Researchers have found that long-term spinal cord stimulation may alleviate symptoms of Parkinson's disease and could protect critical neurons from injury or deterioration.
The study was conducted on rodents and builds on previous research showing that stimulation could temporarily relieve symptoms of the disease in the animals.
"Finding novel treatments that address both the symptoms and progressive nature of Parkinson's disease is a major priority," said the study's senior author Miguel Nicolelis, professor of neurobiology at Duke University School of Medicine. "We need options that are safe, affordable, effective and can last a long time. Spinal cord stimulation has the potential to do this for people with Parkinson's disease."
Parkinson's disease affects movement, muscle control and balance. It is caused by the progressive loss of neurons that produce dopamine, an essential molecule in the brain. The disease affects one person in every 500 in the UK – a total of 127,000 people.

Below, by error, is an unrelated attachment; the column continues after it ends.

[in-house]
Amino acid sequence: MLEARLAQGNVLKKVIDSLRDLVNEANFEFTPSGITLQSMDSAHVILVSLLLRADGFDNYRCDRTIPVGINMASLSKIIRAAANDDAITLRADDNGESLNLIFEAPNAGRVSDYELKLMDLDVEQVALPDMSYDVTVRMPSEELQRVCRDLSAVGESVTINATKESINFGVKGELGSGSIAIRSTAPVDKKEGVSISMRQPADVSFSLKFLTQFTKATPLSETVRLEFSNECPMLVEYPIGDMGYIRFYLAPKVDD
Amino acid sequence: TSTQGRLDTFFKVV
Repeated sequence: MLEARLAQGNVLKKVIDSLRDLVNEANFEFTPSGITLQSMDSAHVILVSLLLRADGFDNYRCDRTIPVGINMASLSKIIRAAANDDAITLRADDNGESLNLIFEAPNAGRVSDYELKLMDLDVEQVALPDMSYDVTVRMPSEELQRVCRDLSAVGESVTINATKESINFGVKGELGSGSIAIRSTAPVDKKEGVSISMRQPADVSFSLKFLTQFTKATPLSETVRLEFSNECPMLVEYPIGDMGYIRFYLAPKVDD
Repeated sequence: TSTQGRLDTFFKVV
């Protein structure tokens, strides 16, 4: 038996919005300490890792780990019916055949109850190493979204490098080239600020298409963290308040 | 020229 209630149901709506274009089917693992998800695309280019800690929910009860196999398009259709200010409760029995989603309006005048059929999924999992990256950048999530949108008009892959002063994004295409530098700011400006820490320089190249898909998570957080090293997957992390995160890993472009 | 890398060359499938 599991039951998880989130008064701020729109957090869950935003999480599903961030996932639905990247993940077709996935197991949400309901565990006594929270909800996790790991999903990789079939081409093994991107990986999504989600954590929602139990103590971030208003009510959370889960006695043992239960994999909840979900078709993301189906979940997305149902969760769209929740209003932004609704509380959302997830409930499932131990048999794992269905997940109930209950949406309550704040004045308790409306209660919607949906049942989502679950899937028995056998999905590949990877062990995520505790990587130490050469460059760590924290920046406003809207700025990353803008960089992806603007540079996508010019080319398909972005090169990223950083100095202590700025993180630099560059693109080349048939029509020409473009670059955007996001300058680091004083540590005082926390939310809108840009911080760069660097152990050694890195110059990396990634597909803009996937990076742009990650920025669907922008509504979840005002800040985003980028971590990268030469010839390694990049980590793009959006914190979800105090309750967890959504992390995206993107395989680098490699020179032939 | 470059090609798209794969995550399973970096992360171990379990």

The standard treatment for Parkinson's involves administering L-dopa, a drug that replaces dopamine but which can cause side effects and lose its effectiveness over time. Another treatment is deep brain stimulation but less than five per cent of those suffering from the disease qualify for the treatment.
In a study conducted in 2009, Nicolelis and colleagues reported they had developed a device which stimulated the dorsal column, the sensory pathway in the spinal cord carrying information from the body to the brain. When applied to the spinal column of rodents with depleted levels of dopamine, the animals' slow, stiff movements became the healthy behaviour of normal animals.
In the new study, stimulation was applied to the dorsal column twice a week for 30-minute sessions over a period of six weeks. A significant improvement in the rats' symptoms was recorded.
Stimulation was also associated with better survival of neurons and a higher density of dopaminergic innervation in two brain regions controlling movement. The loss of these causes Parkinson's in humans.
Human trials have shown dorsal stimulation may help restore motor function in humans suffering from Parkinson's, though these studies have only been conducted on a small number of people.